The ADA titles followed a March 11 victory by freshmen Joseph McBurney and Ms. McCrerey, who won the Cross Examination Debate Association Novice National Debate Championship at Towson University in Towson, Md.

Coach Bratt said he sees a bright future ahead as Provost John Convey remains committed to supporting the debate team and its future growth.

CUA debate got its start on campus in 1907, but was inactive from the mid-1970s until 1998, according to Glen Johnson, associate dean of undergraduate programs, School of Arts and Sciences.

Dean Johnson helped restart the team along with Coach Bratt. He attributes the CUA Debate Team's success to three factors.

"First, we have one of the best coaches in the country in Ron Bratt, along with his assistants Chris Pudelski, Mike Dutcher and Paul Kerr. Second, the university has been supportive, financially and otherwise. Dr. Convey in particular has done his best to give us resources within the tight budget," Dean Johnson said. "Third and most important, the undergraduate debaters are amazingly dedicated and hardworking. One of the gratifying things about observing this activity is how all of them pitch in to help in all circumstances."

 

'The Dream Team'

When Columbus School of Law students Nicole Griffin, Margaret McGuire and Mia Zur walked into the chambers at the Irving R. Kaufman Memorial Securities Law Moot Court Competition they made an impression.

CUA moot court champions (from left) Nicole Griffin, Margaret McGuire and Mia Zur with U.S. Supreme Court Justice Antonin Scalia.

They were the only team made up solely of women. Dressed in dark suits and radiating confidence, they walked in alone. Other teams in the competition, held at Fordham University in New York, came flanked by coaches, handlers and supporters.

But CUA's students, who managed to beat 19 other teams including those from Georgetown and New York universities, came armed only with the 40-page brief they had written for the competition and a thorough knowledge of securities law gained from study and frequent discussions with their advisers back home.

"One of the women from Villanova said when we came in, we looked like the Dream Team," Ms. Griffin said.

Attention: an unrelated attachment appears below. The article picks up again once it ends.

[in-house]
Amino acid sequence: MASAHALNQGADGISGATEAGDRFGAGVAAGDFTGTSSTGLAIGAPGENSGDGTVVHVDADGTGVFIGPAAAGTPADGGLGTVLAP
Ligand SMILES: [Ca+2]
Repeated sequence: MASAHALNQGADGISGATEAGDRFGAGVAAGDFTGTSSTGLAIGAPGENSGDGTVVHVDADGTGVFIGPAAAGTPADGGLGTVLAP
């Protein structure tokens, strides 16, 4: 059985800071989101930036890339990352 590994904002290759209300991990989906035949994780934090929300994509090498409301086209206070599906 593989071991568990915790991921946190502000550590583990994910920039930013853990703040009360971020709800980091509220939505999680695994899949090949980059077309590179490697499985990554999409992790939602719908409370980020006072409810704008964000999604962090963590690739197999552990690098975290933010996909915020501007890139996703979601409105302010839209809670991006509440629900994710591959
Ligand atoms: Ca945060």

Ms. Zur and Ms. McGuire, both second-year law students, and Ms. Griffin, who is graduating this spring, were only the second CUA team to enter the Kauffman competition and on March 5 became national champions after arguing their case in front of U.S. Supreme Court Justice Antonin Scalia.

In addition to helping her team win the championship, Ms. McGuire was named best individual speaker of the mock appellate trial competition.

While most of the other teams had a scripted approach to arguing the cases for and against their briefs, CUA's team had spent most of their preparatory time simply analyzing the case law and discussing it with their mentors.

"For the three of us, that was the best preparation we could have had," Ms. McGuire said.

The women received guidiance from Columbus School of Law alumnus John Fedders, J.D. 1966, adjunct professors Greg Faragasso and Brad Bennett, and the team's lead adviser, Professor David A. Lipton, who directs the Columbus School of Law's securities law program.

When the women argued the brief, they weren't thrown when judges asked them the type of questions that forced other teams to deviate from their prepared scripts. That familiarity with the law may have given them an edge, they said.

All three women have at least seven years of experience in the work force under their belts and have done graduate work outside of law school; they agreed that kind of seasoning and real-world experience might also have helped them make their case.

"I think we just really, really wanted to win," said Ms. Griffin. "And we had so many people supporting the team, we couldn't come back without a strong showing."